Google Still Attractive Using Price Multiples

| About: Alphabet Inc. (GOOG)

A few months ago I published an article stating that Google (NASDAQ:GOOG) would break out of its two and a half year trading range. For a few weeks I was correct and shares broke above the resistance level at $650 and just barely reached $775 a share. As I was about to pat myself on the back for a well recommended investment, the company reported Q3 earnings which disappointed the street. Shares have struggled to find a bottom since then and currently trade in the high $600 range.

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GOOG data by YCharts

I believe my initial argument still holds true, shares of GOOG still remain attractive based upon multiple historical price models. Below are updated models which include the company's most recent quarterly results. It is worth noting that my research is done using GAAP results. Google reports both GAAP and non-GAAP results on their quarterly press releases, so be aware if you compare my data with other sources.


One of the reasons Google has been such a volatile stock is due to management's lack of clarity and consistency. A perfect example of this is the following comment which management reiterated again in the recent press release: "We expect to continue to make significant capital expenditures." The market loves stable earnings, Google has repeatedly said they plan to make investments that will grow the company into the future and will not strive to meet analyst quarterly expectations. You can see massive gaps in the stock price following earning announcements both upward and downward as investors continue to be shocked by earnings announcements. That being said, Google continues to grow EPS at rather robust rates. As the chart below shows, shares trade at 21.5x TTM earnings versus a five year average of 27x earnings.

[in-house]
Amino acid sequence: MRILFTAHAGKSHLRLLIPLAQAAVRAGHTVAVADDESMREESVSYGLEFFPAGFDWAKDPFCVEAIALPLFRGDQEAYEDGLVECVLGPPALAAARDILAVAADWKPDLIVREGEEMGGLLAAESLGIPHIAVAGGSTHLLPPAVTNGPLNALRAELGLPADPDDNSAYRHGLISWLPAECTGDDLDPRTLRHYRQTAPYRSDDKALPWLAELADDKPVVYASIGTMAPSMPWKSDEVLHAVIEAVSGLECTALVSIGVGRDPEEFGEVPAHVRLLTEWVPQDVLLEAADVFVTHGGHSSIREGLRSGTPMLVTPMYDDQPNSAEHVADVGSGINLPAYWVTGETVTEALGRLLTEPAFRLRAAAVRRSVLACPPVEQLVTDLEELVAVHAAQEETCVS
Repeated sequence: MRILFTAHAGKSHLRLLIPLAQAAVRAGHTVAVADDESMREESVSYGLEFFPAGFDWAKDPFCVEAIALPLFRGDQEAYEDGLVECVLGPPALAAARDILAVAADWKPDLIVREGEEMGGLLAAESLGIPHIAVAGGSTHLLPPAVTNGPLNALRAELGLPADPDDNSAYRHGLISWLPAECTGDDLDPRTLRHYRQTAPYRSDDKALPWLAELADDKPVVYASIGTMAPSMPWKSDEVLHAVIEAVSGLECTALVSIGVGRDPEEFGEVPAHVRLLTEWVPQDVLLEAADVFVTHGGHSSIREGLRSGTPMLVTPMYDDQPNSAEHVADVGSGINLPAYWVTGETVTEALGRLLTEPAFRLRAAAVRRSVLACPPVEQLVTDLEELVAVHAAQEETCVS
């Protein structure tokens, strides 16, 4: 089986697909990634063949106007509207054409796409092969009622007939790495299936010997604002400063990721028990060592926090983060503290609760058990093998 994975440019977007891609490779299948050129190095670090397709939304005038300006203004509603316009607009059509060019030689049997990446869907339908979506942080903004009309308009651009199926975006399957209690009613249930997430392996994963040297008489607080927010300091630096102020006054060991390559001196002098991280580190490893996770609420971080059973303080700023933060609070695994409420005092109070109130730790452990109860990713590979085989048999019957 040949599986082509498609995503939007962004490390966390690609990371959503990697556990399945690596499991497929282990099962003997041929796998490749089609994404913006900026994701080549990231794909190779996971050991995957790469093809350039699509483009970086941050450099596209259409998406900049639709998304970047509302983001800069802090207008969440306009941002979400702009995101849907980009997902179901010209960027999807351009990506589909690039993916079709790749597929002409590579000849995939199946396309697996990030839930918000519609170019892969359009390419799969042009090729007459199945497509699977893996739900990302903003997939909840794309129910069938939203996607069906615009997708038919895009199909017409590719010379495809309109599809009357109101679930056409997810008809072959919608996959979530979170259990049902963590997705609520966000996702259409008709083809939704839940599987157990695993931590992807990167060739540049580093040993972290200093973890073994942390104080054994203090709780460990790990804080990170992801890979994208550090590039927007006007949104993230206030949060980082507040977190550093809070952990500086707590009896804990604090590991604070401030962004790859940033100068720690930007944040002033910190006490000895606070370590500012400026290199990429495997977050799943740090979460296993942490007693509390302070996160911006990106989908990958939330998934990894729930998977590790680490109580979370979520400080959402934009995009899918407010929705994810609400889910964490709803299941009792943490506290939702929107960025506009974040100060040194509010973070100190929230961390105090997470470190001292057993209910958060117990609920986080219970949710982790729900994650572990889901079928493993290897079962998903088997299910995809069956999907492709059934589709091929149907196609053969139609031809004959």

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Source: Google 10-K's and 10-Q's


Revenue has grown from $16.6 billion in 2007 to just over $47.5 billion in the trailing twelve months. In 2007 shares of Google cost 10.27x revenue, today shares trade at 4.8x. The five year average price-to-sales ratio is 6.76x. You can see in chart below we are trading well below the historical average.

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Source: Google 10-K's and 10-Q's

Price-to-Operating Cash Flow

Google continues to impress investors with its cash flow generating ability. In 2007 the company produced $5.8 billion in operating cash flow, over the trailing twelve months they have generated $15.87 billion. Even with growing capex spending, this growth has led to a swelling of Google's cash, cash equivalents and short term investments portion of the balance sheet, reaching just under $46 billion as of the last quarter. The five year average price-to-operating cash flow ratio is 18.36x. As depicted in the chart below, shares currently trade slightly north of 14.3x.

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Source: Google 10-K's and 10-Q's

Google was able to generate $3.13 billion in free cash flow during the third quarter. Not bad considering the company spent $872 million on "production related equipment and facilities related purchases."

Price-to-Book Value

True value investors will certainly be intrigued by price-to-book value ratio. In 2007 investors were paying 7.51x book value per share, as of the TTM you can purchase shares of Google for under 3.34x. Over that same period shareholders equity has grown from $22.7 billion to $68 billion. The growth was fairly stable with equity growing at 24.26% (2008), 27.5% (2009), 28.43% (2010), and 25.74% (2011).